I always thought I treasured what I understood to be my culture more than anything. It is why I always assumed I would marry someone who shares the same language. After much awareness and exposure to the lines of separation drawn by identity, these thoughts became less rigid.
Over time, I realised what really mattered was that which so many lives have been sacrificed for. Freedom. The struggle of our ancestors, made up of so much laughter and music, was for freedom. Because freedom is love. It is the only language worth preserving.
Marriage has long been used as a mechanism to reinforce the divides such as caste, race, class or gender that are placed to maintain cruel power hierarchies. Love has become collateral damage of those who want to hold on to false ideas of power. Our attachment to maintaining our identity here has only furthered separation and oppression.
To accept that culture and other forms of identity undermine rather than enhance our humanity is an uncomfortable thought. These constructs have been internalised over a period of centuries and cannot be shaken off without unpacking their purpose in modern society. They are driven and defined by ideas that were intended to serve and maintain dominant cultures, be it Brahminical or white supremacist patriarchy.
I have watched loved ones experience so much confusion trying to reconcile multiple identities. This deterred me further from accepting inter-identity couples. Many mixed race people, for example, feel they do not belong in any group. They have found it difficult to navigate the world. Thus, I vehemently opposed such relationships due to the damage it seemed to cause.
However, the hatred perpetuated by society is a poor excuse to restrict love or that which should be without boundaries. No matter our identity, suffering is possible and perhaps even inevitable for most human beings. It will find a way into our lives. However, what defines the nature of our existence is our response to it.
Our definitions are based on how our bodies relate to the systems in place. Power dynamics change according to where different intersecting identities stand on the social hierarchy. As a result, in an inter-identity relationship when one partner does not understand the other’s experiences it can be damaging the relationship.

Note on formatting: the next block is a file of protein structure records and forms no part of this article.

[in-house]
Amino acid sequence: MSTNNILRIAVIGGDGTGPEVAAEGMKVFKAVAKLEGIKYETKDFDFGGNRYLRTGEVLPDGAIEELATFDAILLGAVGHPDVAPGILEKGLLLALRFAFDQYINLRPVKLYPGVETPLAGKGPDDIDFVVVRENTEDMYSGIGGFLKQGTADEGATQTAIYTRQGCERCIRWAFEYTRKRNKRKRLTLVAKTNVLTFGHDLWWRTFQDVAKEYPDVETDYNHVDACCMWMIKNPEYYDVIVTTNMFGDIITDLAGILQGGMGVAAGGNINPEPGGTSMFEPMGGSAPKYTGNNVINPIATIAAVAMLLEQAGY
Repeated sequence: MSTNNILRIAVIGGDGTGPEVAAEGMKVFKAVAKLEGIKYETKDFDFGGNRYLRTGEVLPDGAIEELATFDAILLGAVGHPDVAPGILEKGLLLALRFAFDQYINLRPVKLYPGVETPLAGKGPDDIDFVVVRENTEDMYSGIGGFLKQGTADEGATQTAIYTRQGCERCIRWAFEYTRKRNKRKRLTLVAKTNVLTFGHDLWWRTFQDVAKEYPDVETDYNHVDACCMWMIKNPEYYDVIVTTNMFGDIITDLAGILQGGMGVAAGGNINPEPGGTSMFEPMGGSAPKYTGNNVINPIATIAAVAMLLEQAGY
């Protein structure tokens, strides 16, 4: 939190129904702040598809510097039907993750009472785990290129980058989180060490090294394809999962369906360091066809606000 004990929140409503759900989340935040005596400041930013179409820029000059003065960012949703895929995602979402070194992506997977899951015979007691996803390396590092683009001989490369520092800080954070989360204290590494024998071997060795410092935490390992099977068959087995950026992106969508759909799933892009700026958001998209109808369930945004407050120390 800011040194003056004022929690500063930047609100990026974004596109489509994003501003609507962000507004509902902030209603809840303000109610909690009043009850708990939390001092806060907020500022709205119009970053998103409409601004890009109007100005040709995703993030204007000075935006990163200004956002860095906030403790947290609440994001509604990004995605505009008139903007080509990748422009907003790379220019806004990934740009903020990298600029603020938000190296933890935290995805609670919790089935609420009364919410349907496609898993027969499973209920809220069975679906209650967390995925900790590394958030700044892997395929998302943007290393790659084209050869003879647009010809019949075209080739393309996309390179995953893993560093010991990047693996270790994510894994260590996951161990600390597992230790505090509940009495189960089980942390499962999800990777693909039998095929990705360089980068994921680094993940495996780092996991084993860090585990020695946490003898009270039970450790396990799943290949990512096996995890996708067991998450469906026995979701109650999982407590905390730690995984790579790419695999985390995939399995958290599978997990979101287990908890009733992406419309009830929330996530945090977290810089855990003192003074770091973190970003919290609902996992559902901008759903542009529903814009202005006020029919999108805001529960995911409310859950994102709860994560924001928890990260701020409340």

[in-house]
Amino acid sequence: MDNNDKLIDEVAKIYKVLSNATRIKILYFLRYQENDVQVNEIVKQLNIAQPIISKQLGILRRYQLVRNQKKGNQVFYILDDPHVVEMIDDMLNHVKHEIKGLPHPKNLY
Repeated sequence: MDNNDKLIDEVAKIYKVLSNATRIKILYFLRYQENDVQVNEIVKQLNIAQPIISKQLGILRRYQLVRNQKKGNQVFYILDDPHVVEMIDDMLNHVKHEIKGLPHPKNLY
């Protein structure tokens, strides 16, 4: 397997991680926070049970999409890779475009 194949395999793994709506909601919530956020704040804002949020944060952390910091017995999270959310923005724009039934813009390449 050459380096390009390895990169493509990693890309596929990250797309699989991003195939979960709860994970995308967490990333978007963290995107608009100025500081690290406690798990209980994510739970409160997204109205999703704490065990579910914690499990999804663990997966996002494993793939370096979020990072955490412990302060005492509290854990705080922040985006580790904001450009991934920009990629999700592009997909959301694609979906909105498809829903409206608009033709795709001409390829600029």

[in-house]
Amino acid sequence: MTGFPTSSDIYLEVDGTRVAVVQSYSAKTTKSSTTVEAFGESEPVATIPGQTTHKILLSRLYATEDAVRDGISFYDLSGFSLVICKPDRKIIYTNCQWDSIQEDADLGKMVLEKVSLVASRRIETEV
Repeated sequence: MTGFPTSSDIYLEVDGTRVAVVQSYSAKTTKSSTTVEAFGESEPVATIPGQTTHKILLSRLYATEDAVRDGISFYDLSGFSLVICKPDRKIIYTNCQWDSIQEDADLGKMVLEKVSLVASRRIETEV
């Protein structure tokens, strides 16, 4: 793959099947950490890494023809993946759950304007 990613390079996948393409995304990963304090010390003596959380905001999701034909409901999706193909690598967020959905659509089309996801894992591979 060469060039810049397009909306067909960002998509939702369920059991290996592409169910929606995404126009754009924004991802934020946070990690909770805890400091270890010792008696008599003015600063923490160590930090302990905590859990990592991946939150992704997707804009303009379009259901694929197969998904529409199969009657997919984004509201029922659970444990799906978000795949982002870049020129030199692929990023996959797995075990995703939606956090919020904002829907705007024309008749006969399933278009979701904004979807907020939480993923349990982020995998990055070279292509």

However, when such couples cross the boundaries drawn by identity, they show the world that real connection is about the content of one’s character. I have now realised this love is free from definitions or restrictions. Whether it is a marriage across two divided communities or a slight deviation in a caste group, this love literally knows no bounds.
So we fix our eyes on what is seen, not what is unseen, since what is seen is temporary and what is unseen is eternal. (2 Corinthians 4:18)
There is a fear that when people marry outside of their identity they will water down or lose the culture they fought so hard to maintain. These constructs that can constrain love should be recognised as the most dangerous of them all. Identity is an internalised form of suffering we purposely inflict upon each other. It is intended to limit our collective spirit into individual boxes that seem impossible to escape.
However, it is our energy that will be remembered, and that energy is maintained through our choices and the impact it has on our collective liberation. So, love must be free. It is perhaps the most honest thing worth fighting for.
Inter-identity relationships show the potential for restrictive and oppressive cultures to fade away and allow for diverse individuals to emerge. Mixing identities till these man-made boundaries disappear paves the way for a new world where people can defined by their capacity and compassion.